Nevertheless, it took me awhile to tease myself away from the daily drudgery of teaching with disconnected lessons. You know what I mean. I'm talking about the daily lessons that might teach a skill, and perhaps that skill fits within a unit based on a topic or a theme, but each lesson works independently and can function without being embraced in a unit that connects them all in a learning story.
But I grew bored, and I was concerned that my students would, too.
Teaching with PBL is the difference between the atmosphere at Disneyland and the atmosphere at a Six Flags resort. No offense to Six Flags, I love a great roller coaster, but their décor needs some serious work. At Disneyland, you are submerged in the story of each ride from the time you enter the line. The walls, the ceiling, the ground on which you tread as you advance to the actual ride, all support the end result.
Teaching with PBL is much the same way. It couches lessons in a tale -- a tale about a problem that must be solved or an activity that must be developed. The learning happens along the way towards the presentation of the solution.
After all, using PBL isn't about writing a state report. It's about using what you know about the state you study and then creating your own state. It isn't about building a replica of the Washington Monument. It's about researching someone to honor, designing your own monument, and persuasively pitching a committee to build it.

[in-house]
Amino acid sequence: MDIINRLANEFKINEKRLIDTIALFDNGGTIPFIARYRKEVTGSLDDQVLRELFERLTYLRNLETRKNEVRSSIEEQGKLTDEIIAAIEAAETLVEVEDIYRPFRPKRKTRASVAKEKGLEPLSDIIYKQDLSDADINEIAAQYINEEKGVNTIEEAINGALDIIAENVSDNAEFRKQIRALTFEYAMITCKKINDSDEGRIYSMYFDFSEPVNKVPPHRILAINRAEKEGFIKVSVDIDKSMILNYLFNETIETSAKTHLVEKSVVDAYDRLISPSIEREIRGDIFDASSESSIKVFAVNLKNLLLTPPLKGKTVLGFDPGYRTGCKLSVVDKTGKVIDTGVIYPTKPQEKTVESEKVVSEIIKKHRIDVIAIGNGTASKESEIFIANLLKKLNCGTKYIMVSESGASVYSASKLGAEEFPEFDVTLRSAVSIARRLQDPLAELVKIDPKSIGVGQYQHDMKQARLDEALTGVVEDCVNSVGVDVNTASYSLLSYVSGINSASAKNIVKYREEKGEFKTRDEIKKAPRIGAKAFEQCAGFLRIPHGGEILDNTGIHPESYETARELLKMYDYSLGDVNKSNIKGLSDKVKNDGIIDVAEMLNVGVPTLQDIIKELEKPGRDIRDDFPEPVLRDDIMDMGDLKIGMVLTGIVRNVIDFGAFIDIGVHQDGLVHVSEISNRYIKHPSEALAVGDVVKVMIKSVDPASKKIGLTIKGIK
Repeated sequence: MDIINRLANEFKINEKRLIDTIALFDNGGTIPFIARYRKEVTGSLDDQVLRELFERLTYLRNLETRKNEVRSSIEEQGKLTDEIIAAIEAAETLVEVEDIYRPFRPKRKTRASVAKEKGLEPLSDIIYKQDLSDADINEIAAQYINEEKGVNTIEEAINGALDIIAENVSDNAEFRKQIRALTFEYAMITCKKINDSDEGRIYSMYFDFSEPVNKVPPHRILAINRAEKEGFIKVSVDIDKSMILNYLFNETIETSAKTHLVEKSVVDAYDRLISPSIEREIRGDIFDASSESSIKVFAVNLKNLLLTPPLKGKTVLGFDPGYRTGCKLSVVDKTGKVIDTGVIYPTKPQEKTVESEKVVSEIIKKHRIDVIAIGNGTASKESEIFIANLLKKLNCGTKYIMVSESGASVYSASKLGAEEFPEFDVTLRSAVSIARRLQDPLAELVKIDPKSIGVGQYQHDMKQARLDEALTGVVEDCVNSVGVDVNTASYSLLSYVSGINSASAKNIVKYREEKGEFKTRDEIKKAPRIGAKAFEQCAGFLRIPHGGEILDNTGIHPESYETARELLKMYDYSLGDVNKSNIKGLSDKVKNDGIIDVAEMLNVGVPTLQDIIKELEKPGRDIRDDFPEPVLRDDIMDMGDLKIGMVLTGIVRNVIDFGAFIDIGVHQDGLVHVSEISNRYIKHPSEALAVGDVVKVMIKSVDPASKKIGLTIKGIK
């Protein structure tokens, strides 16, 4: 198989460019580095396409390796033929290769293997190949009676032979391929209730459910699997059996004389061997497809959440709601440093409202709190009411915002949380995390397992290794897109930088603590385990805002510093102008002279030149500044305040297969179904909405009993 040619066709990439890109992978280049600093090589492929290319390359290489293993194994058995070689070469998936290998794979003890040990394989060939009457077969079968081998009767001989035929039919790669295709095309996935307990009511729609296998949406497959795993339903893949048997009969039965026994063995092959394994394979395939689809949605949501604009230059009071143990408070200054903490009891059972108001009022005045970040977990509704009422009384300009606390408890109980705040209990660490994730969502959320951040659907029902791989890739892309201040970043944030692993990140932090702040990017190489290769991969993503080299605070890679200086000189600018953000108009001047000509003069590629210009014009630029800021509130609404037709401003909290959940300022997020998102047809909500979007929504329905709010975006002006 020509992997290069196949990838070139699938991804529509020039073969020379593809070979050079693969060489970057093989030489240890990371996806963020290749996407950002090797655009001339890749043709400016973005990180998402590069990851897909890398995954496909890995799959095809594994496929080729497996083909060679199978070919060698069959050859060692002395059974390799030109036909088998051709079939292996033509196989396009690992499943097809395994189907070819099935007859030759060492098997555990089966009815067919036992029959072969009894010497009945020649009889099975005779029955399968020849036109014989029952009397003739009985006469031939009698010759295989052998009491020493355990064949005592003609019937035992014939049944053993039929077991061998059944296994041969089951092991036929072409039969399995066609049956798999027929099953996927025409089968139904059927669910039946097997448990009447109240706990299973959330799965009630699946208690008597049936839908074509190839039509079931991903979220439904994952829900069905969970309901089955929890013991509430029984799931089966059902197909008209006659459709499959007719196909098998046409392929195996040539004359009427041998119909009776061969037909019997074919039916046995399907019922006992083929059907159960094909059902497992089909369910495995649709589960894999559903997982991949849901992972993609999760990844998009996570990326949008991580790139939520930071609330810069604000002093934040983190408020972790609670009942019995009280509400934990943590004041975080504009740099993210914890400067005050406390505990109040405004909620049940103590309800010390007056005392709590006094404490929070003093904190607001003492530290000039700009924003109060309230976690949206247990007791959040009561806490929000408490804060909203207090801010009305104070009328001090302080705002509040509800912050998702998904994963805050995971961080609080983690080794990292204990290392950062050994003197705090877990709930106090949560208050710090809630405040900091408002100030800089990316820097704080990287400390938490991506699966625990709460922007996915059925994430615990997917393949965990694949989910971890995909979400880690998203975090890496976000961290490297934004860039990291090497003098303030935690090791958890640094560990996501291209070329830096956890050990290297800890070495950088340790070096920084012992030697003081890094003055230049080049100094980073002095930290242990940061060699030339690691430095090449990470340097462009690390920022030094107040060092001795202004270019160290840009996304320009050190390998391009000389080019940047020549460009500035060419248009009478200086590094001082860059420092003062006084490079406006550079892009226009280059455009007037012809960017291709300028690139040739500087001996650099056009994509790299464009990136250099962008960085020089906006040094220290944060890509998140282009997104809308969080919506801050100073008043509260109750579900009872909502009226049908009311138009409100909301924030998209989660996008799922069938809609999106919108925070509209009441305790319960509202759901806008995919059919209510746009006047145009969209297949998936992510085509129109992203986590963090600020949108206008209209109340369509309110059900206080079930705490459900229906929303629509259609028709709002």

Project-based learning typically is grounded in the following elements:
- Real-world scenarios
- Blended writing genres
- Multiple reading genres
- Authentic assessments
- Authentic audiences
- Real-world expertise brought into the classroom
- Units that assess multiple skills
- Units that require research and comprehension of multiple subjects
- Student choice
- Multiple methods of communication (writing, oral speaking, visual presentations, publishing, etc.)
(Brief note here: Don't panic. You don't need every single one of these elements to call your unit PBL. These are elements to strive for, not to kill yourself to achieve.)
Allow me to personify for a moment: PBL cares about our mission to educate all. PBL never forgets that one of our main jobs is to prepare students for the predicted future. PBL knows that students are not standardized, they don't learn in a standardized way, and that our clientele can't be assessed in a standardized manner if we are looking to foster innovation. PBL keeps its eye on the ball no matter the trendy standard or curriculum package du jour.
PBL doesn't ask you to replace your content. It asks that you create a vehicle in which to communicate your content. If PBL is a play, then the math or science or history or writing -- or whatever you teach -- make up the scenes that propel each act toward the final curtain call.
The learning story that you and your students create together makes up the overall PBL unit. Be prepared, however. You'll plan and frontload tons, but once you jump in, you'll discover that when you hand over the writing of the learning story to your kids, they will take it far and above any book you've ever read.
The above post is an excerpt from Heather's newest book, DIY Project-Based Learning for ELA and History.